NZART Sangster Shield Contest, May 15, 0800z to May 15, 1100z and, May 16, 0800z to May 16, 1100z; CW; Bands: 80m Only; ZL: RST + Serial No. + Branch No., non-ZL: RST + Serial No.; Logs due: June 12.

His Maj. King of Spain Contest, CW, May 15, 1200z to May 16, 1200z; CW; Bands: 160, 80, 40, 20, 15, 10m; EA: RST + province, non-EA: RST + Serial No.; Logs due: May 31.

Feld Hell Sprint, May 15, 1600z to May 15, 1759z and, May 15, 2000z to May 15, 2159z; Feld Hell; Bands: (see rules); (see rules); Logs due: May 18.

FISTS Sunday Sprint, May 16, 2100z to May 16, 2300z; CW; Bands: 80, 40, 20, 15, 10m; FISTS: RST + (state/province/country) + first name + FISTS No., non-FISTS: RST + (state/province/country) + first name + “0”; Logs due: May 30.

Run for the Bacon QRP Contest, May 16, 2300z to May 17, 0100z; CW; Bands: 160, 80, 40, 20, 15, 10m; RST + (state/province/country) + (Member No./power); Logs due: May 23.

K1USN Slow Speed Test, May 17, 0000z to May 17, 0100z; CW; Bands: 160, 80, 40, 20m; Maximum 20 wpm, Name + (state/province/country); Logs due: May 23.

OK1WC Memorial (MWC), May 17, 1630z to May 17, 1729z; CW; Bands: 80, 40m; RST + Serial No.; Logs due: May 21.

Worldwide Sideband Activity Contest, May 18, 0100z to May 18, 0159z; SSB; Bands: 160, 80, 40, 20, 15, 10, 6m; RS + age group (OM, YL, Youth YL or Youth); Logs due: May 19.

RTTYOPS Weeksprint, May 18, 1700z to May 18, 1900z; RTTY; Bands: 80, 40, 20m; [other station’s call] + [your call] + [serial no.] + [your name]; Logs due: May 18.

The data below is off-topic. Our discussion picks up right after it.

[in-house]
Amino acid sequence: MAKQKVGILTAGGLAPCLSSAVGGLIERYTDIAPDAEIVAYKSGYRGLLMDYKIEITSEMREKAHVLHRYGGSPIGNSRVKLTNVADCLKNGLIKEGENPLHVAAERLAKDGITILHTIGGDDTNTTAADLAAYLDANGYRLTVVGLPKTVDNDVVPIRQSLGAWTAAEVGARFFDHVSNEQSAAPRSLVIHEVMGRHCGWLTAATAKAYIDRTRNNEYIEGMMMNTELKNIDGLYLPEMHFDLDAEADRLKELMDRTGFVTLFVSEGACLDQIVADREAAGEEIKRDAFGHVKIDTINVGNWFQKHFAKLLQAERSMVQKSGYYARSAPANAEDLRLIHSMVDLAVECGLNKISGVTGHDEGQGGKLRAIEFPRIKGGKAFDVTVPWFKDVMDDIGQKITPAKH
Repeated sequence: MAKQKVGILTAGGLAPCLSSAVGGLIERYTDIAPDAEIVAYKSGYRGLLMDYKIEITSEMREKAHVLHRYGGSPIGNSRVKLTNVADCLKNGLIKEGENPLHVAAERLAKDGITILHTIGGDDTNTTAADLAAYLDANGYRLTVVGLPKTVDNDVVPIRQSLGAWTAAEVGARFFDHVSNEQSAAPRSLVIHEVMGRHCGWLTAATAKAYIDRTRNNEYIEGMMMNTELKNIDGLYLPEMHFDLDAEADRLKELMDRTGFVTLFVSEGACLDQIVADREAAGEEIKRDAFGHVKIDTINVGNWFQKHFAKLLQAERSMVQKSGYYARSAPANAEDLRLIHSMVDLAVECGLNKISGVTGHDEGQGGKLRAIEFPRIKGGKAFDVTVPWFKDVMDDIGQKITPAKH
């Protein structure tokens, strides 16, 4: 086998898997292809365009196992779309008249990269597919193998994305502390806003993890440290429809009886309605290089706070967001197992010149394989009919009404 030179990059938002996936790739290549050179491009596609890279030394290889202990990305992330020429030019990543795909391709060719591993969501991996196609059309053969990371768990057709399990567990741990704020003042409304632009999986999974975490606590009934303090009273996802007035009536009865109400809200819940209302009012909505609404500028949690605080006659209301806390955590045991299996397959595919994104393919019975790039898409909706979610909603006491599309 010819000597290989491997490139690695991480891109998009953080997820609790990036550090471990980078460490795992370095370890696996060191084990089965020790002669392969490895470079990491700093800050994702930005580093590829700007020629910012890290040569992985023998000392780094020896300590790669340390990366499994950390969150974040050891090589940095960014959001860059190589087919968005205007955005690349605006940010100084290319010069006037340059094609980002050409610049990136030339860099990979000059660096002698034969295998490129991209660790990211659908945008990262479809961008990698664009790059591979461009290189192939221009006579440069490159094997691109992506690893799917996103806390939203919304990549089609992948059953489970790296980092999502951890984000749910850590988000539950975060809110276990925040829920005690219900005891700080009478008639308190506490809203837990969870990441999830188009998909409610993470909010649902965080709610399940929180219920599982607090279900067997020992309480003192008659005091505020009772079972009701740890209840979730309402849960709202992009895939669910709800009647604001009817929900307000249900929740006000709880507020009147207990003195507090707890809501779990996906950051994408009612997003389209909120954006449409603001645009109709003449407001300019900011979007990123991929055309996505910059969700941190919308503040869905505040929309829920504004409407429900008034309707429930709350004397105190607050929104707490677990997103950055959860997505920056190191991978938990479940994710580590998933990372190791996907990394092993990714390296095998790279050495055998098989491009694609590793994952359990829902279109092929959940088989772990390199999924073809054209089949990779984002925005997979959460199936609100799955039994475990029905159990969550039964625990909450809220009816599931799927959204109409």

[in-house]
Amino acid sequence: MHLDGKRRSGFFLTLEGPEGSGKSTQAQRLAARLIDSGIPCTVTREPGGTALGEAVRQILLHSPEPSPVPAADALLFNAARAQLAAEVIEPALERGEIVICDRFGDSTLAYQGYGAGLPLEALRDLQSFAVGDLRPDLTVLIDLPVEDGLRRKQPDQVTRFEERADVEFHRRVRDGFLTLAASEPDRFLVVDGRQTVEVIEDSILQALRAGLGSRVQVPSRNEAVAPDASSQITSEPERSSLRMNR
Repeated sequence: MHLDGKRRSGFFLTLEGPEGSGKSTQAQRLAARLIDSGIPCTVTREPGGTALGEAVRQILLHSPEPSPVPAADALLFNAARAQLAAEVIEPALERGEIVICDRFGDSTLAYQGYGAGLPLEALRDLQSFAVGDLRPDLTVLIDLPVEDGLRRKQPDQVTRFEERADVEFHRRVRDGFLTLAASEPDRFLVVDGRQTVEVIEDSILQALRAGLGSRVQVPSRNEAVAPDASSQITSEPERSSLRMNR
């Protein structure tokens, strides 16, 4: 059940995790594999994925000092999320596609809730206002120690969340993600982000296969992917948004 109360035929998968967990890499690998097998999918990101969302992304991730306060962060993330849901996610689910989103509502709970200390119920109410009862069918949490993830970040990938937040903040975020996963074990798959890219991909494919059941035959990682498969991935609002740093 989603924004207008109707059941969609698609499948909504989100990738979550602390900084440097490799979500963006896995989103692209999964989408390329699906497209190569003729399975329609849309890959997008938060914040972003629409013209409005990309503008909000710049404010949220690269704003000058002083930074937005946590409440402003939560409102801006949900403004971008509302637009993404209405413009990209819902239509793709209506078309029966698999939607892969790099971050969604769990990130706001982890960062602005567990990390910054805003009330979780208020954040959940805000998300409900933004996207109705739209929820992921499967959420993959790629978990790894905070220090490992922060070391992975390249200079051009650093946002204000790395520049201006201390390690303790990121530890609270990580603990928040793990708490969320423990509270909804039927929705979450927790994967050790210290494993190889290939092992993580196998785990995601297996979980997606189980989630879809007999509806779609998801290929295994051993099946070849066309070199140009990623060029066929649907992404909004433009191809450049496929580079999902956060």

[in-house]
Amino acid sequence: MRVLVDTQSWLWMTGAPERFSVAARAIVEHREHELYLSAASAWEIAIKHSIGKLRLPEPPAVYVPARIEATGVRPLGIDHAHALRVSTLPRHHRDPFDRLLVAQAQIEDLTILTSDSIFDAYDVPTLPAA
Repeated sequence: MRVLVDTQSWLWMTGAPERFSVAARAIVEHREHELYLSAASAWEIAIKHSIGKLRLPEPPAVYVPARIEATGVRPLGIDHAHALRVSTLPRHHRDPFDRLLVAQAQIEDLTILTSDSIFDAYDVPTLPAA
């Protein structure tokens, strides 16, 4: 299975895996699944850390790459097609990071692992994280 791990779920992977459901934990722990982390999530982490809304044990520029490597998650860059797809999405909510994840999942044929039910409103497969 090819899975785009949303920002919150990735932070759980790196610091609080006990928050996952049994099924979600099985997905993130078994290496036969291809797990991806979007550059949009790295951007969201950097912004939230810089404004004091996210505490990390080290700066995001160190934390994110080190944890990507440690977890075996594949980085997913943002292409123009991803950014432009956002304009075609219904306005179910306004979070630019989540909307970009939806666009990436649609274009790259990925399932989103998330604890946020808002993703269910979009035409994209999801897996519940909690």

Phone Weekly Test – Fray, May 19, 0230z to May 19, 0300z; SSB; Bands: 160, 80, 40, 20, 15m; NA: Name + (state/province/country), non-NA: Name; Logs due: May 21.

CWops Mini-CWT Test, May 19, 1300z to May 19, 1400z; CW; Bands: 160, 80, 40, 20, 15, 10m; Member: Name + Member No./”CWA”, non-Member: Name + (state/province/country); Logs due: May 22.

CWops Mini-CWT Test, May 19, 1900z to May 19, 2000z; CW; Bands: 160, 80, 40, 20, 15, 10m; Member: Name + Member No./”CWA”, non-Member: Name + (state/province/country); Logs due: May 22.

RSGB 80m Club Championship, Data, May 19, 1900z to May 19, 2030z; RTTY, PSK; Bands: 80m Only; RST + Serial No.; Logs due: May 20.

NAQCC CW Sprint, May 20, 0030z to May 20, 0230z; CW; Bands: (see rules); RST + (state/province/country) + (NAQCC No./power); Logs due: May 24.

CWops Mini-CWT Test, May 20, 0300z to May 20, 0400z; CW; Bands: 160, 80, 40, 20, 15, 10m; Member: Name + Member No./”CWA”, non-Member: Name + (state/province/country); Logs due: May 22.

RTTYOPS Weeksprint, May 20, 1700z to May 20, 1900z; RTTY; Bands: 80, 40, 20m; [other station’s call] + [your call] + [serial no.] + [your name]; Logs due: May 25.